Rather than a Salem witch hunt, fuelled by jealousy and malevolence, The Hunt uses sexual abuse as its instigator. This theme forces viewers to confront their involvement in modern day mass hysteria. Sexual abuse isn’t as politically angled as themes such as terrorism, racism or homophobia. Vinterberg utilises a largely universal moral which leaves little grey area for moral ambiguity. Keep in mind that The Hunt doesn’t sympathise with sexual predators. The film questions the objective value of truth and how the truth can easily be manipulated by rumour, false memories and underlying motives. And, as Vinterberg maintains, for some, lies can irreversibly replace the truth. The well-meaning, but rash actions of the townspeople further prove Vinterberg’s contention that people of authority utilise their power to validate the authenticity of “facts”. The Hunt‘s comprehensive criticism of the subjectivity of truth in society is part of what drives this powerful film forward.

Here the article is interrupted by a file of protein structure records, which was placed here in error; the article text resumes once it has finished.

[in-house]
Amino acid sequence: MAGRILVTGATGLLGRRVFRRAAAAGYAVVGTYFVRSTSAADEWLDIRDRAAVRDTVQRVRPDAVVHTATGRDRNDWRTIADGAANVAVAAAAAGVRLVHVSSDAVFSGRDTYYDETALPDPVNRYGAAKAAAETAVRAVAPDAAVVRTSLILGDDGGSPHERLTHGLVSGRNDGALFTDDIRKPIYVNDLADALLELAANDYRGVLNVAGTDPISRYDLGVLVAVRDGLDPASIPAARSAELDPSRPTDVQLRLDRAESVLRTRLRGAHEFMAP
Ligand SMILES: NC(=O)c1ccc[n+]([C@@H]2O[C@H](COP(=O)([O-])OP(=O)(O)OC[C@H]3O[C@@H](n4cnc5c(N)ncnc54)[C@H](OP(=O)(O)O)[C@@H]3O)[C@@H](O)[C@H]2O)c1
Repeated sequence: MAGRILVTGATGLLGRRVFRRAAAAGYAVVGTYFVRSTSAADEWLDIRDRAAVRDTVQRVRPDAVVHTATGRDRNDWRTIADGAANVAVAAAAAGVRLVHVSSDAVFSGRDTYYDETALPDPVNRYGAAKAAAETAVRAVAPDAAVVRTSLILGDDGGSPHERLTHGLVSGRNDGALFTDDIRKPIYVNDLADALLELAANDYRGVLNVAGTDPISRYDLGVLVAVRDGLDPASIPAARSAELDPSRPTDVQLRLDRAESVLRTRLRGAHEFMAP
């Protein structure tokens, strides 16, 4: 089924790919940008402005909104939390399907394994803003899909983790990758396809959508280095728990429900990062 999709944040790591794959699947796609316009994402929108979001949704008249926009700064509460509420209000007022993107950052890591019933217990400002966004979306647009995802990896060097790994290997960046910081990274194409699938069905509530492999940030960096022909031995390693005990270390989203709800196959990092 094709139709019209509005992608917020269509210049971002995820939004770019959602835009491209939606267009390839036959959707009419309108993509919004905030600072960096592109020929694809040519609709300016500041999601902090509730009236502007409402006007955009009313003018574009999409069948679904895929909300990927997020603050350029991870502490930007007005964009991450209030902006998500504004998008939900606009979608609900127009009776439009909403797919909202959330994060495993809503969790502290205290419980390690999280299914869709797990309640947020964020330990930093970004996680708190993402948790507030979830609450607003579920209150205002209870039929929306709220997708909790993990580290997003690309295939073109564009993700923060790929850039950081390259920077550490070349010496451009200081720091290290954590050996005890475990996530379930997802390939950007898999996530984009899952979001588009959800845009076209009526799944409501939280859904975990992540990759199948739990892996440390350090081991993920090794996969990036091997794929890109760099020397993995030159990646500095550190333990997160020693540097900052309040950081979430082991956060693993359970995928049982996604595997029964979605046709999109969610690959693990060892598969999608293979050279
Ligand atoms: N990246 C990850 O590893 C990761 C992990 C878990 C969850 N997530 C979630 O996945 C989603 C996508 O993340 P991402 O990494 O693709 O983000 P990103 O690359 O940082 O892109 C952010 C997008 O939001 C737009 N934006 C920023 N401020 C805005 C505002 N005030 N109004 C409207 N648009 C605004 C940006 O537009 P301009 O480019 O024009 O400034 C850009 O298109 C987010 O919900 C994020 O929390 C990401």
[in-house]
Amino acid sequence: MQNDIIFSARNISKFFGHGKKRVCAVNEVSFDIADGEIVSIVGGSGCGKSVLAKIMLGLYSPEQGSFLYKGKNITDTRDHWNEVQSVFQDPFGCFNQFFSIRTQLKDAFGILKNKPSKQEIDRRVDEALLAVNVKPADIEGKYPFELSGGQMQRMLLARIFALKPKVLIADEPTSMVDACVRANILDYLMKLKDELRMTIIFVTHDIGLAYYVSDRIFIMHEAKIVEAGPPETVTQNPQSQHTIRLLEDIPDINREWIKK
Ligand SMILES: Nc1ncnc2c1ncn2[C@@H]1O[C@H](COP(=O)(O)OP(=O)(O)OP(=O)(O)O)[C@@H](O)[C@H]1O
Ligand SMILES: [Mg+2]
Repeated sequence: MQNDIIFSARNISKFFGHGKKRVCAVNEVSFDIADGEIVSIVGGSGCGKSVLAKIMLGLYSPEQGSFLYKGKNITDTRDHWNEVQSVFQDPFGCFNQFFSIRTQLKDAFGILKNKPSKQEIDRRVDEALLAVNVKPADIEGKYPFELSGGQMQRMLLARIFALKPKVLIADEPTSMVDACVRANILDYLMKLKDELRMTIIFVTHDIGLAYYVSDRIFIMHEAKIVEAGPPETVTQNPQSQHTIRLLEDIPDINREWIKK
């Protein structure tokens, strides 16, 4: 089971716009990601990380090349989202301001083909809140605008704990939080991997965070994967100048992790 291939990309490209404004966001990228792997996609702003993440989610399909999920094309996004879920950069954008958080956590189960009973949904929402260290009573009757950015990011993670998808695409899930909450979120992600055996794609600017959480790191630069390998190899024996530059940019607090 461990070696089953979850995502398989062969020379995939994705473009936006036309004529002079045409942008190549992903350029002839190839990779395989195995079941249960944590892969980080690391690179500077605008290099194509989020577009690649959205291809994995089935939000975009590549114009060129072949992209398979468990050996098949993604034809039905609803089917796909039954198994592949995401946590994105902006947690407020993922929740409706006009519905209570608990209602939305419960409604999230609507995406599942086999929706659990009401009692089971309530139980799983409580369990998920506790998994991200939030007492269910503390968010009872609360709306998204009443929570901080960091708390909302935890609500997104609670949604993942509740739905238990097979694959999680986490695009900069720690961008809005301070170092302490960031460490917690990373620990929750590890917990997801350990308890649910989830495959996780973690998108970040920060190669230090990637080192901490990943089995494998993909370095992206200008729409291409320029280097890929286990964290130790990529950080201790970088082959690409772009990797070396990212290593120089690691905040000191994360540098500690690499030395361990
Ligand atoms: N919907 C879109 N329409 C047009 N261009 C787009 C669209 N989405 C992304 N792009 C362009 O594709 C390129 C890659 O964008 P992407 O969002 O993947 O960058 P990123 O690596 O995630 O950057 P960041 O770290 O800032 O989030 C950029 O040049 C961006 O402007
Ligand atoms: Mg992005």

The Hunt premiered at the 2012 Cannes Film Festival, breaking Denmark’s entrance drought since the 1998 festival, where Festen, a film by Vinterberg, competed. This marked the first film abiding by his and Lars Von Trier’s manifesto – “Dogme 95”. The avant-garde film movement focuses on realistic representations of life. It achieves this by removing elements such as props, sets, artificial lighting, dubbed sound , superficial action (such as murders etc) and “temporal and geographical alienation”. Although The Hunt doesn’t strictly follow the manifesto, its roots are deep set. Charlotte Bruus Christensen’s cinematography astutely reflects Lucas’ frame of mind. The warm light and loosely framed shots at the beginning of the film quickly transition to tight close ups with harsh lighting. Perhaps an even greater accomplishment is that most of The Hunt was recorded using a handheld camera. To the manifesto’s credit, the violence in film wasn’t used as a plot device or emotive mechanism. Rather, it was used sparingly, to reflect the atmosphere of the town. As well as this, the lack of “temporal and geographical alienation”, as I touched on before, served a great purpose in generation empathy between the situation and the audience.